East vs West

I’ve gotta say, comparing Milan and Paris to Prague, I much prefer Prague. You get into western Europe and people get a little faster, a little louder, a little harder. I was told the people of the Czech Republic would not think twice about seizing an opportunity to take advantage of you, but I found in Italy a bunch of people seemed to brazenly create those opportunities for themselves.

At the Muse concert:

“How much is beer?”
“Five euro.”
“Here is ten.”
“Give me one more euro.”
“What? Why?”
“You give me eleven. I give you five back.”
“I’m sorry, I don’t understand???”
“Give me one more euro. One more euro.”

I’d bought a beer twice its size outside the stadium for 5 euros. I can’t imagine that I misheard “six” as “five”, but seeing as there is a language barrier, and there is the possibility I was wrong, I gave him his extra euro. Except things like this kept piling up and piling up throughout the whole time I was there, until I got to the point where I felt like I was an instant, easy target. “You speak English? You are from America? That will cost you extra. One more euro, please. One more euro.”

The people of Prague may simply wish to be left alone, but they extend the courtesy of leaving you alone as well. Even the beggars on the street assume a position of humility, quietly letting you know who they are and what they need, not bothering you any more than to prick your conscience. I almost felt like they were performance artists of a sort, assuming the same posture for hours, days on end. I couldn’t sit like that every day. It looks like really hard work. And worth every coin they get, in my opinion.

Prague beggar

Prague beggar

My first day in Milan I spent an enormous amount of time puzzling out the routes I would be taking to get to the concert that evening and back to the train station for my journey out of the city. I came across a man on the Metro who walked along shaking a coin cup into people’s faces. He too was working hard, but somehow I felt a little less pity for him. Is it because blatantly asking for money is more offensive than quietly indicating need? Over the two days I was there, I observed the clothing and posture of the coin shaker on the subway. His clothes seemed clean and changed from day to day, his infirmity something that could easily be put on and off. I did give a coin to a woman quietly sitting in the corner of a remote station. She didn’t seem like she was trying to con anyone. I felt luxuriously excessive in my own privilege, and whether she had a valid need or not, I needed to share a small token of my wealth.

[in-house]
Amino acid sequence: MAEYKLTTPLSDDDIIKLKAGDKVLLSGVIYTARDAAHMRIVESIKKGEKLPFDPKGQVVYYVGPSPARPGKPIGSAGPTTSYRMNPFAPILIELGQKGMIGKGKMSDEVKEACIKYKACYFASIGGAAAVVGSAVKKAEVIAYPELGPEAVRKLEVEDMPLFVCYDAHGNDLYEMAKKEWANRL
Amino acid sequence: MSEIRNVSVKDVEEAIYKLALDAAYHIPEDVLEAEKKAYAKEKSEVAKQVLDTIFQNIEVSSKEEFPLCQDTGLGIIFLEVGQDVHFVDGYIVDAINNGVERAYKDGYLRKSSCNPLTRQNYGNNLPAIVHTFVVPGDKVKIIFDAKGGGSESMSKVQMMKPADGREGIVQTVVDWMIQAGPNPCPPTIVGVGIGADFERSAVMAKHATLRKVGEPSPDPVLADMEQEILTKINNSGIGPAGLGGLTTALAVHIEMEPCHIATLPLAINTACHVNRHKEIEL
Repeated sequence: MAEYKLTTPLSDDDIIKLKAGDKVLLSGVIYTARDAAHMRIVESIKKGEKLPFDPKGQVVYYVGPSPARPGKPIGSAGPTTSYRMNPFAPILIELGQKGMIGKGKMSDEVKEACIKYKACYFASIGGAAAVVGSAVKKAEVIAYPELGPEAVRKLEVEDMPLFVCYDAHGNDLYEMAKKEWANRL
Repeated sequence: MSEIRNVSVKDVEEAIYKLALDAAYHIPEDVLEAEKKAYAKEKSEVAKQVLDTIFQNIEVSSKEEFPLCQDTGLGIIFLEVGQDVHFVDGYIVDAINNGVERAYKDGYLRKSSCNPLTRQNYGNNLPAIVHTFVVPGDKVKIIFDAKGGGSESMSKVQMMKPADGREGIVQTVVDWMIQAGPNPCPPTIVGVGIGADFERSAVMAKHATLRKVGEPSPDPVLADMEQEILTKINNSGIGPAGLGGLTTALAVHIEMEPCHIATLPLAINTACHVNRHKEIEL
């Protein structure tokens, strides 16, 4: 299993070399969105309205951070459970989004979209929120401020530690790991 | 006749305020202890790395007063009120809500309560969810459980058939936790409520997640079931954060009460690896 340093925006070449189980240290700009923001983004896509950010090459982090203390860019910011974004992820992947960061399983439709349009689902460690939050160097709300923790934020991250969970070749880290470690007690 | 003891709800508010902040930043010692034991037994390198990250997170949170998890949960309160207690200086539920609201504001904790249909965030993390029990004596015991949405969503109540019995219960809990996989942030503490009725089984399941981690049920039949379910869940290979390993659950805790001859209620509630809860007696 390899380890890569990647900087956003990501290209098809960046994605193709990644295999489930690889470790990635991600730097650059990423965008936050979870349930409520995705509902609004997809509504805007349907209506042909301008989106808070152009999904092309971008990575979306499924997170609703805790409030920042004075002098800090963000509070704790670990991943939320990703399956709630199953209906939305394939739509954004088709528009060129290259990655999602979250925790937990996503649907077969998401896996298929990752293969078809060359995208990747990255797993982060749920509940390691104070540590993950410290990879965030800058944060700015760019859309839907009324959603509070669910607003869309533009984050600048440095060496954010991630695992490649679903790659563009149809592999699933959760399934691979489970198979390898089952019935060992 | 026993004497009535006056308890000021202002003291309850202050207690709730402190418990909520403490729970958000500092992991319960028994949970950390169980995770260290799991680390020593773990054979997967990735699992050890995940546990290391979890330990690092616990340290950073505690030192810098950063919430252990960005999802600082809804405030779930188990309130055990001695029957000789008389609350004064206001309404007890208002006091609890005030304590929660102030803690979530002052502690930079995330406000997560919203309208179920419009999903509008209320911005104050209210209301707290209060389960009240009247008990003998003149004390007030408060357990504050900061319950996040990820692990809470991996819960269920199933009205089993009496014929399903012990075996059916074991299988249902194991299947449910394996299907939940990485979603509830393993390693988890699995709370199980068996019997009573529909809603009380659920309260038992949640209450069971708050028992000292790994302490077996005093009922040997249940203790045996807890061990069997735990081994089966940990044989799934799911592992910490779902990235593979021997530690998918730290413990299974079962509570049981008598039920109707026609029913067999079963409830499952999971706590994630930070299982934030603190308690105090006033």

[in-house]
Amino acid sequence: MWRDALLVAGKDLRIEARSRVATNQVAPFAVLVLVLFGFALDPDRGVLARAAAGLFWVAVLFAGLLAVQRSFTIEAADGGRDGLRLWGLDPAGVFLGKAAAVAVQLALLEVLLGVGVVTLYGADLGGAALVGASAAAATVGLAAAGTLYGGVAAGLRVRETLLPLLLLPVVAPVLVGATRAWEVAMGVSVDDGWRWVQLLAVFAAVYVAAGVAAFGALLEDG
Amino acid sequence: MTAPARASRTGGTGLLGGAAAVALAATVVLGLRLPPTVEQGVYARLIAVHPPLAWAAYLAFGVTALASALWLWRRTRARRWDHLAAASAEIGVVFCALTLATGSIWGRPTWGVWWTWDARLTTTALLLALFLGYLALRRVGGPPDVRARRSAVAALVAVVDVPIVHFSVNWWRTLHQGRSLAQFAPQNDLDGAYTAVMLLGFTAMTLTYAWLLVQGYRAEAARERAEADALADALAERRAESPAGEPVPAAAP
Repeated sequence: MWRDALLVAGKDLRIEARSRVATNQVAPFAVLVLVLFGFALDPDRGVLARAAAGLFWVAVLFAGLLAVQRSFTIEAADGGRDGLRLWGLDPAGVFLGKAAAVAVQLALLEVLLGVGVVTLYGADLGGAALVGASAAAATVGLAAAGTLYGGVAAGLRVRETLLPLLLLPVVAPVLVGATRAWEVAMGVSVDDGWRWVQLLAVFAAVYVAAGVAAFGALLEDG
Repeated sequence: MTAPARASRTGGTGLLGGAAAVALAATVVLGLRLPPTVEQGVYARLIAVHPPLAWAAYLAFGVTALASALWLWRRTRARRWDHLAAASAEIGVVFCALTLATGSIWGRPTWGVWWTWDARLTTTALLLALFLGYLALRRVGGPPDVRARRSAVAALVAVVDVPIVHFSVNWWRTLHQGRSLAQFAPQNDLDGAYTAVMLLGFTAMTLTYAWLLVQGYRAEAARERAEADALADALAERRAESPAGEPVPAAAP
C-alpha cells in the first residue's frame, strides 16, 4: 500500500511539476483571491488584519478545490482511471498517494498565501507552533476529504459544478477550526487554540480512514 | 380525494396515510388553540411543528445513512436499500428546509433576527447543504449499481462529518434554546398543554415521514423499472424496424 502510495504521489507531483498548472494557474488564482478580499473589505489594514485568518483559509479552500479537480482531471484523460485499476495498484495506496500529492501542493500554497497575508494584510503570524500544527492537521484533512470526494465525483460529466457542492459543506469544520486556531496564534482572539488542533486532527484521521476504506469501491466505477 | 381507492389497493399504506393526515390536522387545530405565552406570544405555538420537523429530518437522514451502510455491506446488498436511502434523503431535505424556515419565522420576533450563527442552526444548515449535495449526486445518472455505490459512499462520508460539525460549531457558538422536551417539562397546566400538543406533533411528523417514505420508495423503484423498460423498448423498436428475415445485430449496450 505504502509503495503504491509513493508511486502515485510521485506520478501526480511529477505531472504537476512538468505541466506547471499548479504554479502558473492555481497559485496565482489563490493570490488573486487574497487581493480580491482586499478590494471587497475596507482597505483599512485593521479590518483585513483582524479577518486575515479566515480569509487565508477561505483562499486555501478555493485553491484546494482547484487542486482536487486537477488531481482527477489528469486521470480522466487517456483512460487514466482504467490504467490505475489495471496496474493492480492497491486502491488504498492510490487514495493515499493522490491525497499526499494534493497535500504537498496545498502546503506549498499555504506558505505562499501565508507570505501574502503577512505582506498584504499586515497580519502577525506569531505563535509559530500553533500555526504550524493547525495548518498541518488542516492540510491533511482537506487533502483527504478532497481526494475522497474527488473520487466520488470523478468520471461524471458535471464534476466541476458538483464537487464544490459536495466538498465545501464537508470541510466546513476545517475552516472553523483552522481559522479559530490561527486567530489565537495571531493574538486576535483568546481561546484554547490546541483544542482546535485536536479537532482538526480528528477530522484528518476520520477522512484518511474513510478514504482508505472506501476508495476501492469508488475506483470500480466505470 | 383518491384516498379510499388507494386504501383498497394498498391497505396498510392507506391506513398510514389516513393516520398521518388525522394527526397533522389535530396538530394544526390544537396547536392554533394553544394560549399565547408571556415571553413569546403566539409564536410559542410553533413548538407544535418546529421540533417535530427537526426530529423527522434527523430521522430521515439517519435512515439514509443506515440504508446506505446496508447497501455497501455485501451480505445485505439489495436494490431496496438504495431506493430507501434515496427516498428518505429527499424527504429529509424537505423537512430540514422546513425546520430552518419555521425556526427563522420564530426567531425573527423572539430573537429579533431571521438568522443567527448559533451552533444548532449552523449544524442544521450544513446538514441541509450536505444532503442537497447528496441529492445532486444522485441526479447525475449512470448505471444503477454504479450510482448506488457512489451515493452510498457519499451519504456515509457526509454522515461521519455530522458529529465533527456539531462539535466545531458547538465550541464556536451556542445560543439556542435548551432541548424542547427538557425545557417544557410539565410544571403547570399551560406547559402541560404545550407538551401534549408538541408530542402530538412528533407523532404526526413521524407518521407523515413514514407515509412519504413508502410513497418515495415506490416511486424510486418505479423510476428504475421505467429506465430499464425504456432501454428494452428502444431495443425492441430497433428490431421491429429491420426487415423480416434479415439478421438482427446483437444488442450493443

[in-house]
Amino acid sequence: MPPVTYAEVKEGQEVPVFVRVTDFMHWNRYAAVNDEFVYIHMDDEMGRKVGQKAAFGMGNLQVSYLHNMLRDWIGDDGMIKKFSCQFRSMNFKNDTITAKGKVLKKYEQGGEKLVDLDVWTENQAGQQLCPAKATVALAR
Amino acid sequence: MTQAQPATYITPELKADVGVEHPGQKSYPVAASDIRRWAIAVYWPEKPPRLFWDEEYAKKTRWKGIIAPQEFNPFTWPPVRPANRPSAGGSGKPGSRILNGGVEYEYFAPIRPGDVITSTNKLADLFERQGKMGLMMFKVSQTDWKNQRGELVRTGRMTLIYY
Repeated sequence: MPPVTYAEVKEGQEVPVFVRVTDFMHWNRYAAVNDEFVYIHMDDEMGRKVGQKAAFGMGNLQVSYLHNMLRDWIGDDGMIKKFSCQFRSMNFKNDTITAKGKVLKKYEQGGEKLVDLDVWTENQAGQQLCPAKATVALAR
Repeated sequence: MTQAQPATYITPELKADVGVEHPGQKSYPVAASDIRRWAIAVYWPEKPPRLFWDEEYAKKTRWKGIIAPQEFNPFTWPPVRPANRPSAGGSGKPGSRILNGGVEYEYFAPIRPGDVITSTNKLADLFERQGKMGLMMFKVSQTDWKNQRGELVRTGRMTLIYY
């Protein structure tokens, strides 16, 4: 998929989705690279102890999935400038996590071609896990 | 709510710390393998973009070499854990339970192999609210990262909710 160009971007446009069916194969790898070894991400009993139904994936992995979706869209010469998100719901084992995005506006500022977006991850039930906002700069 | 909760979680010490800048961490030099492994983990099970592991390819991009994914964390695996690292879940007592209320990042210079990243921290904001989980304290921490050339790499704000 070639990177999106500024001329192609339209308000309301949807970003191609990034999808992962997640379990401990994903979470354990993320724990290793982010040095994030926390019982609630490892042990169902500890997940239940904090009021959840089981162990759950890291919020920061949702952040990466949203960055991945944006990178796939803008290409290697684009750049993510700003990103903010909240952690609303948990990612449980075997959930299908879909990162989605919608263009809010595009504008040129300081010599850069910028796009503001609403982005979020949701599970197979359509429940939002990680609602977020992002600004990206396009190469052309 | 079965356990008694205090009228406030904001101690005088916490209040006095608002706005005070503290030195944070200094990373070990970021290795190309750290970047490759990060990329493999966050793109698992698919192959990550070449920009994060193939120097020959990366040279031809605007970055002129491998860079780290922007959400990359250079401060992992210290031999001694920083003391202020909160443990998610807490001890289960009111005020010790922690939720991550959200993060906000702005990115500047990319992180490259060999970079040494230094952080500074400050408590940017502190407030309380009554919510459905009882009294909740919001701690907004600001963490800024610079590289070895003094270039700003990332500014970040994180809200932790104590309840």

The next day, having a solid working idea of where I was in time and space, I went out and rode the M3 metro from end to end, and the #4 bus in both directions, and eventually found my way to a museum. I was getting tired, tired of walking, of eating, of thinking, of seeing. I just wanted to sit for awhile. I took a table on the corner overlooking the museum. An obvious tourist cafe, but it was quiet and shaded and provided a good vantage point for people-watching.

My waiter approached me after I’d been sitting awhile, and struck up a conversation.

“Where are you from?”
“America. Chicago.”
“Chicago! Ahh, nice. I am from Morocco. What is your name?”
“Kelly.”
“I am (Shmumblemumble). You are Kelly, I am (Shmumblemumble). I am from Morocco. Nice name.”
“Thank you.”

He left my table, but not before looking back with a wink. Soon he returned again, and pointed at the ring on my left hand.
“Are you, uh … ?”
“Yes.”
“Awwwwww. Are you … ? (foreign words, pointing at my finger, is he asking if I’m happy?)
“I don’t understand … ?”